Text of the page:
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Zero recorded rabies cases in Kabul thanks to Mayhew's mass rabies vaccination programme

Mayhew Afghanistan, (part of UK animal charity Mayhew), Kabul Municipality, Afghan Ministry of Agriculture, Irrigation & Livestock and Kabul University Vet Faculty, are working in a dynamic and unique partnership to eradicate rabies in Kabul. The global profile and awareness of rabies is being raised through public advocacy and awareness efforts and delivery of a city-wide mass vaccination programme.

Almost 95,000 dogs in Kabul have now been vaccinated.

As a result of this epic initiative, there have been no recorded canine-mediated rabies deaths in humans for the past 18 months in Kabul. And to date, there have been no confirmed cases of rabies in dogs in the city since April 2021, a landmark achievement being celebrated on World Rabies Day 2022 on 28 September.

Prior to 2017, on average there were 38 recorded human deaths each year from canine-mediated rabies in the city. Mayhew Afghanistan’s mass rabies vaccination programme was then launched in August 2017, with support from Dogs Trust Worldwide, and in subsequent years, the Edgard Cooper Foundation as well. The vaccination programme has run over a course of four cycles. Since the programme commenced almost 95,000 dogs have been vaccinated in sixteen of the city’s districts.
Plans are currently underway for the programme to be rolled out to six remaining outlying districts of Kabul, which were previously inaccessible. Again, a huge achievement for the initiative.

First of its kind programme for Afghanistan

The vaccination team, comprising Mayhew Afghanistan vets and a team of Kabul Municipality dog-catchers, who are trained in humane catching methods by Mayhew, work systematically across the sixteen districts of Kabul catching the dogs, vaccinating them and marking them with a dash of non-toxic paint before releasing them.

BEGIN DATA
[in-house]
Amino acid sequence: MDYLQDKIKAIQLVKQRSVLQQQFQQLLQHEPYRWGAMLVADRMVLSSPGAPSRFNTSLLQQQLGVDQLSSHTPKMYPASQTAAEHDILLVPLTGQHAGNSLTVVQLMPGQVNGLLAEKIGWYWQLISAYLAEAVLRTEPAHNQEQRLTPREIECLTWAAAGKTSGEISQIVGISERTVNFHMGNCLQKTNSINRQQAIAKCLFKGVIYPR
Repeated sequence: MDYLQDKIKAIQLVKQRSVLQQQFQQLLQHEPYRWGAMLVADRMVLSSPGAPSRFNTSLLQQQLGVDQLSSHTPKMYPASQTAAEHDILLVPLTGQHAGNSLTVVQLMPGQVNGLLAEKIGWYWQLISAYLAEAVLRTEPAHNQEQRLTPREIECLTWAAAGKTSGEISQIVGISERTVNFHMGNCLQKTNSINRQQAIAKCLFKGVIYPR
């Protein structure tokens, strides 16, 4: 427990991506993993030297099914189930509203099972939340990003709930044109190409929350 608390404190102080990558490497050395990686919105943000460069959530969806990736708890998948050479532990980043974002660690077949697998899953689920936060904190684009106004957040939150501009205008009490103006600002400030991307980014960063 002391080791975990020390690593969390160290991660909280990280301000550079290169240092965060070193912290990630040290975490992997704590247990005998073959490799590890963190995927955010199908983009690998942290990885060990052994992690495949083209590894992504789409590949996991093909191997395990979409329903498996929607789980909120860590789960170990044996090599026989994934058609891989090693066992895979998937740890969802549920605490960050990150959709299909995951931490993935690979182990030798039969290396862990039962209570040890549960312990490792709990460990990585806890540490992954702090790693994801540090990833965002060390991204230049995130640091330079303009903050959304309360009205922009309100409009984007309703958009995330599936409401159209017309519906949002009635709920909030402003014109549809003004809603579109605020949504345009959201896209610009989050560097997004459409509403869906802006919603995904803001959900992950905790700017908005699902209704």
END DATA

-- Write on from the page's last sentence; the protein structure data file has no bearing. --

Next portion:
In order to break the chain of the rabies virus transmission, the benchmark is that a minimum of 70% of the dog population in any one area is vaccinated before moving on to the next area. Post-vaccination surveys are carried out to count the dogs marked with the paint and cross-checked against the dog population survey carried out earlier to meet this threshold.

In addition, the Mayhew Community Engagement team in Afghanistan, are raising awareness to address the human aspect of rabies, in order to reduce the number of cases through a holistic approach. The team talk to locals of all ages, explaining their work, discussing rabies dog-bite prevention and how to behave around the roaming dogs in their city. Since May 2021, the team have reached 1,440 adults and 3,120 children through this work.

As Caroline Yates, Head of International Projects and Relations at Mayhew, explains, “Since it first began five years ago, our rabies vaccination programme in Kabul, the first of its kind for Afghanistan and devised by Mayhew Afghanistan’s Country Director, Dr Abdul-Jalil Mohammadzai DVM, has raised the profile of the country’s struggle with rabies, this neglected yet endemic disease, with leading organisations involved in the fight against rabies. ‘Dr Mo’, as he is affectionately known, convinced the Kabul authorities to stop the culling of dogs and has helped initiate this life-saving programme for dogs and people. As a result, Mayhew is proud to be part of WHO/WOAH’s overall strategy to eliminate canine-mediated rabies by 2030, “Zero by 2030.”

Caroline continues, “It is vital that people understand the importance of rabies control for the health and safety of humans and animals. This is a disease which is 100% preventable, and mass vaccination of dogs is a proven method of reaching that goal, as well as being the most cost-effective. As in many of the world’s poorer countries, where rabies in endemic, Kabul’s residents are frequently unable to access rabies vaccinations or post-prophylaxis treatment if bitten by a dog, either because the vaccines are unavailable, or in most cases, unaffordable. Fear of this fatal disease leads governments to introduce culling of dogs which is ineffective and does nothing to prevent the transmission of the disease or control the population.”

She adds, “The large number of vaccinated dogs and the fact there have been no canine-mediated rabies deaths in humans for 18 months, proves the campaign is working. As we approach World Rabies Day on 28 September, with this year’s theme of ‘One health, zero deaths’ in mind, Mayhew’s team in Afghanistan should feel very proud of their achievements.”

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